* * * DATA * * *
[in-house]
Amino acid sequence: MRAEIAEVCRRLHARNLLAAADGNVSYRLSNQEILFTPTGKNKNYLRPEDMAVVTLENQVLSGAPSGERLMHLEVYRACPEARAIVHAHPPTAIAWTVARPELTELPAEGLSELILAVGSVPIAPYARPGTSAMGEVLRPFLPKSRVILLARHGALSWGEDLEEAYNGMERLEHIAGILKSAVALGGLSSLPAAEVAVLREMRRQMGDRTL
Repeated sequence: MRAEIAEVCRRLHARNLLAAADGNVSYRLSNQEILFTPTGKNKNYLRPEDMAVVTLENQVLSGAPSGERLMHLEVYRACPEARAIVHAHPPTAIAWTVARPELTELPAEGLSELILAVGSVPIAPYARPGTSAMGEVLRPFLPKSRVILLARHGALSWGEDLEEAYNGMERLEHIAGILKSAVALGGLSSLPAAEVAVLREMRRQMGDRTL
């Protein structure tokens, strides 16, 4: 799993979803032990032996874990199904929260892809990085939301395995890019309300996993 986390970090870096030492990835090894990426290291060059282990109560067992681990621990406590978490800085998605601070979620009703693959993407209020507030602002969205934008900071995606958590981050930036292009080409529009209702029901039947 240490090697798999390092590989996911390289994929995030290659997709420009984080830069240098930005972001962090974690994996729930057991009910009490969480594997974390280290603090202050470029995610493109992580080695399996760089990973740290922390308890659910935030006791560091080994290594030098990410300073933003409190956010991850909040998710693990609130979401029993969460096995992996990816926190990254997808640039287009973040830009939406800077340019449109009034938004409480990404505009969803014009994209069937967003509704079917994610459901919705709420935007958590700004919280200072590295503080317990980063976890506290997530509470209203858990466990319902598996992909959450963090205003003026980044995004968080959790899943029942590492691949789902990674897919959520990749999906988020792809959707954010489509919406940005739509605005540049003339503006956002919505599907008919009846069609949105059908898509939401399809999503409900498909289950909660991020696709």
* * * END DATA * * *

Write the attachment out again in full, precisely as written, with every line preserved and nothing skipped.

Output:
[in-house]
Amino acid sequence: MRAEIAEVCRRLHARNLLAAADGNVSYRLSNQEILFTPTGKNKNYLRPEDMAVVTLENQVLSGAPSGERLMHLEVYRACPEARAIVHAHPPTAIAWTVARPELTELPAEGLSELILAVGSVPIAPYARPGTSAMGEVLRPFLPKSRVILLARHGALSWGEDLEEAYNGMERLEHIAGILKSAVALGGLSSLPAAEVAVLREMRRQMGDRTL
Repeated sequence: MRAEIAEVCRRLHARNLLAAADGNVSYRLSNQEILFTPTGKNKNYLRPEDMAVVTLENQVLSGAPSGERLMHLEVYRACPEARAIVHAHPPTAIAWTVARPELTELPAEGLSELILAVGSVPIAPYARPGTSAMGEVLRPFLPKSRVILLARHGALSWGEDLEEAYNGMERLEHIAGILKSAVALGGLSSLPAAEVAVLREMRRQMGDRTL
């Protein structure tokens, strides 16, 4: 799993979803032990032996874990199904929260892809990085939301395995890019309300996993 986390970090870096030492990835090894990426290291060059282990109560067992681990621990406590978490800085998605601070979620009703693959993407209020507030602002969205934008900071995606958590981050930036292009080409529009209702029901039947 240490090697798999390092590989996911390289994929995030290659997709420009984080830069240098930005972001962090974690994996729930057991009910009490969480594997974390280290603090202050470029995610493109992580080695399996760089990973740290922390308890659910935030006791560091080994290594030098990410300073933003409190956010991850909040998710693990609130979401029993969460096995992996990816926190990254997808640039287009973040830009939406800077340019449109009034938004409480990404505009969803014009994209069937967003509704079917994610459901919705709420935007958590700004919280200072590295503080317990980063976890506290997530509470209203858990466990319902598996992909959450963090205003003026980044995004968080959790899943029942590492691949789902990674897919959520990749999906988020792809959707954010489509919406940005739509605005540049003339503006956002919505599907008919009846069609949105059908898509939401399809999503409900498909289950909660991020696709």